Docket No. 16, Calendar No. 37,016.
Submitted April 5, 1933.
Decided May 16, 1933.
Appeal from Wayne; Spier (James E.), J., presiding. Submitted April 5, 1933. (Docket No. 16, Calendar No. 37,016.) Decided May 16, 1933.
Bill by Paul Baughan and another against Mortgage Contract Company, a Michigan corporation, to rescind a land contract and for an accounting. From decree denying cancellation and granting money damages, plaintiffs appeal. Affirmed.
Charles Bowles, for plaintiffs.
Goodenough, Voorhies, Long Ryan, for defendant.
Plaintiffs, vendees in a land contract, by their bill of complaint herein seek cancellation of the contract and an accounting. The defendant is the assignee of the original vendor. The relief sought was denied, and in lieu thereof damages were awarded to plaintiffs by the trial court. Plaintiffs have appealed.
In May, 1927, plaintiffs entered into the contract for the purchase of a three-family apartment fronting on Stoepel avenue in the city of Detroit. The vendor's agent represented to plaintiffs that the lot was slightly in excess of 35 feet in width. While contemplating the purchase, Mr. Baughan measured between two stakes at the rear of the property and found the width to be 35 feet. After the contract was consummated plaintiffs occupied the first-floor apartment and leased the two apartments in the second story. A little more than three years after the purchase plaintiffs' next-door neighbor on the south constructed a fence on what he claimed was the line between the two properties. Plaintiffs objected, but a measurement made by the parties satisfied Mr. Baughan that the fence was properly located. Thereupon Mr. Baughan made complaint to the defendant herein, and was referred by it to the subdivider from which the lot was purchased, the Robert Oakman Land Company. Upon taking the matter up with the subdivider, Mr. Baughan learned that there was a shortage in this portion of the plat, and that such shortage either in whole or in part was placed upon plaintiffs' lot. A survey was made, which disclosed that the width of the lot was 33.40 feet in front and 33.76 feet in the rear. The subdivider offered to pay $95 as an adjustment for the discrepancy, and this amount seems to have been paid to the defendant, but credit therefor to plaintiffs was not entered on defendant's books until approximately three weeks after plaintiffs had given notice of rescission. After hearing the testimony, the trial judge, as noted above, declined to decree cancellation of the contract, fixed plaintiffs' damage by reason of the shortage in the lot at $400, and ordered the $95 paid by the subdivider together with the further sum of $305 credited on plaintiffs' contract in satisfaction of the damages decreed.
Notwithstanding appellants' claim that the narrowing of their lot interferes with their enjoyment of the remainder, in that it deprives them of a place for shrubbery, interferes with a clothes line, and results in other like inconveniences, we are fully satisfied that the trial judge made the proper disposition of the case. There is an alley in the rear of this lot, and the loss of this narrow strip of land has not impaired plaintiffs' means of ingress and egress to their property. Notwithstanding the shortage, plaintiffs' apartment building and garage are well within the lot lines. In equity, rescission is not a matter of right, but rests in the sound discretion of the trial court. Hathaway v. Hudson, 256 Mich. 694. In the instant case no claim is made, nor could there be, that the defendant, which is the assignee of the original vendor, was guilty of any fraud or misrepresentation. In cases of this character, if the discrepancy is such that it does not interfere somewhat seriously with the enjoyment of the remaining portion of the property, it is usually more equitable to decree property damage rather than rescission and an accounting. Especially is this true where years have intervened in which the property involved may have greatly depreciated in value.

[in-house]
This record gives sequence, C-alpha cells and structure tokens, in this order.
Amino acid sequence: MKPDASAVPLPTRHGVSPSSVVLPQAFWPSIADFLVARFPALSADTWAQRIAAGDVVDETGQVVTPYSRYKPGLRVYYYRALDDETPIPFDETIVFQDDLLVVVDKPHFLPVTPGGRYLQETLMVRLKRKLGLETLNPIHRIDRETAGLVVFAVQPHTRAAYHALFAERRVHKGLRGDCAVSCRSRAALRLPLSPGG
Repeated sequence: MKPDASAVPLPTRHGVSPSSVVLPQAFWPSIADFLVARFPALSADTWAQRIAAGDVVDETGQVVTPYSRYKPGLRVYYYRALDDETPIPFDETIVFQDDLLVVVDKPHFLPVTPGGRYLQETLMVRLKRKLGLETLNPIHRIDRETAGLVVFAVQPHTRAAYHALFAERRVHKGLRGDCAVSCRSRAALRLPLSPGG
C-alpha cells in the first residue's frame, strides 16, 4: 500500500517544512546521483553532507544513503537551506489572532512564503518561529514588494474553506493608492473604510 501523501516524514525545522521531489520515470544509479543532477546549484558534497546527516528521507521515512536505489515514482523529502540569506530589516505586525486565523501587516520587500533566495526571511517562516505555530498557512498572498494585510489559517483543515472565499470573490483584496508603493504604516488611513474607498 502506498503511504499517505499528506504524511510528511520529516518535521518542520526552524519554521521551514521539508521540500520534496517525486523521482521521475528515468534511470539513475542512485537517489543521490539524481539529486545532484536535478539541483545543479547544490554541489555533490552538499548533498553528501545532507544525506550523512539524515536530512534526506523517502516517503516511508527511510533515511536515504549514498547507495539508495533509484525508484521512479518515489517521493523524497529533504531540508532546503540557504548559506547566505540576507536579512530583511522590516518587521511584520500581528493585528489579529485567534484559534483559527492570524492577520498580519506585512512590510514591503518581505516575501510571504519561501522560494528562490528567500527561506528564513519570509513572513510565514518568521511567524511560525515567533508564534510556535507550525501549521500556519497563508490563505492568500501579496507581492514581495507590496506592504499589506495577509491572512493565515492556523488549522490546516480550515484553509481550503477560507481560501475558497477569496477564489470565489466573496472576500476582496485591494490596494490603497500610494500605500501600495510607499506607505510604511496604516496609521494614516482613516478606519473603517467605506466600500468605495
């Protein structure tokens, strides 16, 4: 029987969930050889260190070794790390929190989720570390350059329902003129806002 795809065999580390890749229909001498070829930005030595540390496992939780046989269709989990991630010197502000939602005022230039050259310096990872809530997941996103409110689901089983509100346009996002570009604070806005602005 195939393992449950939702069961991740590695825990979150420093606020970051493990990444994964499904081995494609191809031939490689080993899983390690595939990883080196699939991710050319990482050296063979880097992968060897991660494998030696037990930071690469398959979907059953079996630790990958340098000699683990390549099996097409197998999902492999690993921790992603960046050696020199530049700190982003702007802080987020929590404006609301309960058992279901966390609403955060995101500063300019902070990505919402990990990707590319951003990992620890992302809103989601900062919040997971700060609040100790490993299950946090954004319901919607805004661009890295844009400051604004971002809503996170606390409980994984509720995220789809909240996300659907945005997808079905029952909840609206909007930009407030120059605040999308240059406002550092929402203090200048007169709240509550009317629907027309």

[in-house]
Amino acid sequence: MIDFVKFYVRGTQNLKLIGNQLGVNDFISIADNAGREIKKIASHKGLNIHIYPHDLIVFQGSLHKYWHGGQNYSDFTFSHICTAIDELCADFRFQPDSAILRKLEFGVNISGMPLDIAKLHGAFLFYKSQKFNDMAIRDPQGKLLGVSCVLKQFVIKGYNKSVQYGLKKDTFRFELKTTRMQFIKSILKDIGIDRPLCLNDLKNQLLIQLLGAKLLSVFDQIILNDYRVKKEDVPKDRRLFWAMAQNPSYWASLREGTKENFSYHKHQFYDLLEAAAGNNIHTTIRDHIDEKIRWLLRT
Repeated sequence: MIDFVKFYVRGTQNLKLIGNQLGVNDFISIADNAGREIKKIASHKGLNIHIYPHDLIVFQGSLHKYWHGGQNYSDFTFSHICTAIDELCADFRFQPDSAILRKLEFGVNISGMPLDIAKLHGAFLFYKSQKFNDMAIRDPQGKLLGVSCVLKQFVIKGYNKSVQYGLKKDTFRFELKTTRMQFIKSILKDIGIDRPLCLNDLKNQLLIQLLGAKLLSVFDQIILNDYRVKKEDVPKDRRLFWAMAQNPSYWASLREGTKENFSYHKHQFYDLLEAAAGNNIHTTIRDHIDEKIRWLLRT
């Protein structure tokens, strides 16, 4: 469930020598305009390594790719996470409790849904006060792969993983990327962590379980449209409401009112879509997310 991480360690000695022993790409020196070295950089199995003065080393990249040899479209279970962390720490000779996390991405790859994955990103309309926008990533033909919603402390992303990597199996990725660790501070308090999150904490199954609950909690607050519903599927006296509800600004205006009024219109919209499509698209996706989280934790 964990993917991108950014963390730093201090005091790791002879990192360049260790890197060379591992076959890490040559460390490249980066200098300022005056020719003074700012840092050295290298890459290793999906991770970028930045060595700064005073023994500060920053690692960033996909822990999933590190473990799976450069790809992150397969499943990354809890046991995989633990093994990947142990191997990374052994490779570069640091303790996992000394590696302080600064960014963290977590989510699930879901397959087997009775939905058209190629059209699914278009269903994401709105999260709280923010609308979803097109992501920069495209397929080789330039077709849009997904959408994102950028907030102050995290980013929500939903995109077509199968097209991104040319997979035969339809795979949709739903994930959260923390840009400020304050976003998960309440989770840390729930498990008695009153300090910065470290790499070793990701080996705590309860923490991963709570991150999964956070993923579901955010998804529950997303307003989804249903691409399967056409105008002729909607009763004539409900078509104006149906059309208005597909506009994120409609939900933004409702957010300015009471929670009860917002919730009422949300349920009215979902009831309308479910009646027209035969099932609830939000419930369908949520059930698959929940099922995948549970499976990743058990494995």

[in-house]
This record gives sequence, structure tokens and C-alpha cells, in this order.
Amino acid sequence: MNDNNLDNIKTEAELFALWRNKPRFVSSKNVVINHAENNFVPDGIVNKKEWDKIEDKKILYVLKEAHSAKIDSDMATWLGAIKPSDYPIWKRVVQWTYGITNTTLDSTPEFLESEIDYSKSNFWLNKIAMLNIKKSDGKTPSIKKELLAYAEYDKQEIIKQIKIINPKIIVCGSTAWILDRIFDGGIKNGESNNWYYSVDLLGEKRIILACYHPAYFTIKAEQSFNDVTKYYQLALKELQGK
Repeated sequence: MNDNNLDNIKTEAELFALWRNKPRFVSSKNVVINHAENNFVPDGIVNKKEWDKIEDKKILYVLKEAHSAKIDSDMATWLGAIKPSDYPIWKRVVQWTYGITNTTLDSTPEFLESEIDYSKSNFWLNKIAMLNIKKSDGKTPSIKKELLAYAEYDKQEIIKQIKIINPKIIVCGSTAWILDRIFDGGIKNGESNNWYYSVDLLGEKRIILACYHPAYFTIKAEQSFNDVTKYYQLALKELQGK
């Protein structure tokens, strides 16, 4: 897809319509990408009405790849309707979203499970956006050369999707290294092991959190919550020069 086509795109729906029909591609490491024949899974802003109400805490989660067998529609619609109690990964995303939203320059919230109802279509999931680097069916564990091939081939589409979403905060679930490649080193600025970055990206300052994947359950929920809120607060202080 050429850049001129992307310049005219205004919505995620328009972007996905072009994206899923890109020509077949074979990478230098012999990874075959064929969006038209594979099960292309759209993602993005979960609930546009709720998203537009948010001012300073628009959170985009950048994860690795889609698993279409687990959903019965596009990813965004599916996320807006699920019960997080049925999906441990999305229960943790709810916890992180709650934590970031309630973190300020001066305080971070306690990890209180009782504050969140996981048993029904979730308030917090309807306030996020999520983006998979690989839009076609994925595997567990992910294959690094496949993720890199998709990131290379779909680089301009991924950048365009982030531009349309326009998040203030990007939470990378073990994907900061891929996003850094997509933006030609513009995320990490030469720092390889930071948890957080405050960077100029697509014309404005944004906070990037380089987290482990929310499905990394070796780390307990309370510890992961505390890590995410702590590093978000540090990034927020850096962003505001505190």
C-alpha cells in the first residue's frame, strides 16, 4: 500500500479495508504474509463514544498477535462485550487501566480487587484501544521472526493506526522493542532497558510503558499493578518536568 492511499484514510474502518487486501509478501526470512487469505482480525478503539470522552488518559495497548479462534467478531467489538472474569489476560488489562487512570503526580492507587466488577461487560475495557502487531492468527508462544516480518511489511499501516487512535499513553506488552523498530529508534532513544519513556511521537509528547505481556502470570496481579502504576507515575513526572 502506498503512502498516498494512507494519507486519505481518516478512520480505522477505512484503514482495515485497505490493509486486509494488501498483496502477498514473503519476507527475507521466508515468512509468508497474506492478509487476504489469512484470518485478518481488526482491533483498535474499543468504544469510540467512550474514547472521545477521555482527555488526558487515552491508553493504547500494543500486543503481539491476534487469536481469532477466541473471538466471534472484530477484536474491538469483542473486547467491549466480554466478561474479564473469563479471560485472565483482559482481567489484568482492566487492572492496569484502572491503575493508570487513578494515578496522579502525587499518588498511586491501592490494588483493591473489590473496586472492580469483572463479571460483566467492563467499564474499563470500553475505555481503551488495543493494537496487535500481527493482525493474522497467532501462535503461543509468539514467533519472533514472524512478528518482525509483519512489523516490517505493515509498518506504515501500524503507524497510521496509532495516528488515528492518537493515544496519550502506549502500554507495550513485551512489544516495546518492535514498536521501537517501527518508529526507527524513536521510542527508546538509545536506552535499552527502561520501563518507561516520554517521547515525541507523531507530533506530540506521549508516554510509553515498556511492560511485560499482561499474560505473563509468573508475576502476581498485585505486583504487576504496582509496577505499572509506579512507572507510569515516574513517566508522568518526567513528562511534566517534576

"Instead of granting relief by way of rescission the court may and frequently does grant the purchaser an abatement from the purchase price in case of a deficiency in quantity, and the purchaser has been restricted to this form of relief and a rescission of the transaction denied even where the vendor was guilty of fraudulent misrepresentations as to quantity." 27 R. C. L. p. 646.
See, also, 9 C. J. p. 1265; 57 A.L.R. 1508; Steinbach v. Hill, 25 Mich. 78.
The method by which the trial judge fixed the damages at $400 does not appear from the record. However, we are satisfied that the amount was ample. One of defendant's witnesses, Mr. Baylis, was associated with the land company which promoted this subdivision. His testimony, which is practically undisputed, in part is as follows:
"In 1930 Baughan came to see Mr. Robert, our auditor, and said his lot was short and wanted a cash settlement. He wanted $120 or $125. We figured it out and I suggested to him we would go as far as $95 on the shortage. That was agreeable to him provided the Mortgage Contract Company would accept it. He said it was acceptable to him. I sent the money to the Mortgage Contract Company when they called me. They accepted it."
Mr. Robert, the auditor of the land company, testified to the same effect. Mr. Baughan testified he was informed that the vacant lot was worth about $100 per front foot. As above stated, we think the record is such that the trial judge was justified in refusing cancellation, and further, that the damages decreed are adequate. At the oral argument appellee's counsel stated that it had abandoned its cross-appeal; and because decision in plaintiffs' appeal may rest upon what has already been said, we need not discuss other defenses urged.
The decree entered in the circuit court is affirmed, with costs to appellee.
McDONALD, C.J., and CLARK, POTTER, SHARPE, FEAD, WIEST, and BUTZEL, JJ., concurred.